The purpose of the Impartial Witness signature is to attest to the fulfillment of the regulatory requirements as stated in 21 CFR 50.20 – General requirements for informed consent. This includes affirming that the prospective subject was provided sufficient opportunity to consider whether or not to participate, that the possibility of coercion or undue influence was minimized, and that the information given to the subject was in language understandable to the subject or the representative. The witness can further attest that the informed consent, whether oral or written, did not include any exculpatory language through which the subject was made to waive or appear to waive any of his/her legal rights, or release or appear to release the investigator, the sponsor, the institution, or its agents from liability for negligence.

ICH GCP further adds: “By signing the consent form, the witness attests that the information in the consent form and any other written information was accurately explained to, and apparently understood by, the subject or the subject’s legally acceptable representative, and that informed consent was freely given by the subject or the subject’s legally acceptable representative.

The Impartial Witness should sign and personally date the consent form after all of the following occur:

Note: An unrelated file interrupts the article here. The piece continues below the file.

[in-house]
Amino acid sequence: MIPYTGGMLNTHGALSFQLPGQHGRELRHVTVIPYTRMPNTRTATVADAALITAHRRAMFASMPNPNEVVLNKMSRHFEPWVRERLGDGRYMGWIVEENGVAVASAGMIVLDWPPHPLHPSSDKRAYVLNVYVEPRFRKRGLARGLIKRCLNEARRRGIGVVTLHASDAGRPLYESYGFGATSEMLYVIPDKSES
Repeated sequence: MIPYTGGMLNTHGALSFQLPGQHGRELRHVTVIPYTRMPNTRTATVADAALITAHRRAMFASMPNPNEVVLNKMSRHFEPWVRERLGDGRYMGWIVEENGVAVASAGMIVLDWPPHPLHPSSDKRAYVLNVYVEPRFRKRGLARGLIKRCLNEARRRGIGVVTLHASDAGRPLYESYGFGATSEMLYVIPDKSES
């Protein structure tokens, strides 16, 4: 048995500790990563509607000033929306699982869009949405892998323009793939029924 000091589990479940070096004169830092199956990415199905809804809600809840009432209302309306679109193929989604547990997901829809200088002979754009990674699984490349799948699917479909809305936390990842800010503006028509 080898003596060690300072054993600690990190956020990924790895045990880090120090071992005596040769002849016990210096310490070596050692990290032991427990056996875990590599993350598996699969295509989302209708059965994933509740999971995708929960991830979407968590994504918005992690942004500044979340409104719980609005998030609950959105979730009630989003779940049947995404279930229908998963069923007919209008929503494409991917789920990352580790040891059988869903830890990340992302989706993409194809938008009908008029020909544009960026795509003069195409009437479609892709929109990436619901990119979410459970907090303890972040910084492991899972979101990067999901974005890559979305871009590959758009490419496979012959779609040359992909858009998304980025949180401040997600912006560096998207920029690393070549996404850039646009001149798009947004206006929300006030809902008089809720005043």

• The written informed consent document and any other written information  provided to subjects is read and explained to the subject (or the subject’s LAR)
  • The subject (or the subject’s LAR) has orally consented to the subject’s participation in the trial
  • And, when capable of doing so, the subject (or the subject’s LAR) has signed (or made his/her “mark”) and personally dated the informed consent form (when capable).

Cases of physical compromise

According to the FDA information sheets, the use of an Impartial Witness may also be required when a potential subject is physically compromised.

“A person who can understand and comprehend spoken English, but is physically unable to talk or write, can be entered into a study if they are competent and able to indicate approval or disapproval by other means. If (1) the person retains the ability to understand the concepts of the study and evaluate the risk and benefit of being in the study when it is explained verbally (still competent) and (2) is able to indicate approval or disapproval to study entry, they may be entered into the study. The consent form should document the method used for communication with the prospective subject and the specific means by which the prospective subject communicated agreement to participate in the study. An impartial third party should witness the entire consent process and sign the consent document. A video tape recording of the consent interview is recommended.”

If the subject or LAR can read and write, an Impartial Witness does not need to be part of the consent process unless there is state law requiring an Impartial Witness, or if a site’s and/or institution’s Standard Operating Procedures (SOP) require this addition to the consent process and ICD.

Pre-determined policy recommended